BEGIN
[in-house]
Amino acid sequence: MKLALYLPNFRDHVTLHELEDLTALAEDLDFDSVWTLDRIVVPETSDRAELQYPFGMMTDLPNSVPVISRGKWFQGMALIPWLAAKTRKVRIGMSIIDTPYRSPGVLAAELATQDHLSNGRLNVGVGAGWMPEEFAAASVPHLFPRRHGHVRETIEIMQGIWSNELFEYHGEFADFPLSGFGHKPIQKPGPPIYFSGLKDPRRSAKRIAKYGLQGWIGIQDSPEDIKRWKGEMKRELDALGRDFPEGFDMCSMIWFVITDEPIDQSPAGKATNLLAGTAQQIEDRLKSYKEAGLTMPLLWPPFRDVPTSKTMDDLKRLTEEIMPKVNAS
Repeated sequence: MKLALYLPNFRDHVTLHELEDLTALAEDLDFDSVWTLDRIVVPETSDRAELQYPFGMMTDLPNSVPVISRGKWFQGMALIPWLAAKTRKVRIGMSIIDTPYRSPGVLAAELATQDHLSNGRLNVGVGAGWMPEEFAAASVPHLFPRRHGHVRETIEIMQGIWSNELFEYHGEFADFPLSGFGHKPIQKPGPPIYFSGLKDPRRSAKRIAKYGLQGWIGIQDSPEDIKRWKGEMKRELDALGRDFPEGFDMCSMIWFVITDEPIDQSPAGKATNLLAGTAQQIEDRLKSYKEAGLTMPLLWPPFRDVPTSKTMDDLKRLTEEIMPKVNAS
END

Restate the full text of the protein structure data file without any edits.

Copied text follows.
[in-house]
Amino acid sequence: MKLALYLPNFRDHVTLHELEDLTALAEDLDFDSVWTLDRIVVPETSDRAELQYPFGMMTDLPNSVPVISRGKWFQGMALIPWLAAKTRKVRIGMSIIDTPYRSPGVLAAELATQDHLSNGRLNVGVGAGWMPEEFAAASVPHLFPRRHGHVRETIEIMQGIWSNELFEYHGEFADFPLSGFGHKPIQKPGPPIYFSGLKDPRRSAKRIAKYGLQGWIGIQDSPEDIKRWKGEMKRELDALGRDFPEGFDMCSMIWFVITDEPIDQSPAGKATNLLAGTAQQIEDRLKSYKEAGLTMPLLWPPFRDVPTSKTMDDLKRLTEEIMPKVNAS
Repeated sequence: MKLALYLPNFRDHVTLHELEDLTALAEDLDFDSVWTLDRIVVPETSDRAELQYPFGMMTDLPNSVPVISRGKWFQGMALIPWLAAKTRKVRIGMSIIDTPYRSPGVLAAELATQDHLSNGRLNVGVGAGWMPEEFAAASVPHLFPRRHGHVRETIEIMQGIWSNELFEYHGEFADFPLSGFGHKPIQKPGPPIYFSGLKDPRRSAKRIAKYGLQGWIGIQDSPEDIKRWKGEMKRELDALGRDFPEGFDMCSMIWFVITDEPIDQSPAGKATNLLAGTAQQIEDRLKSYKEAGLTMPLLWPPFRDVPTSKTMDDLKRLTEEIMPKVNAS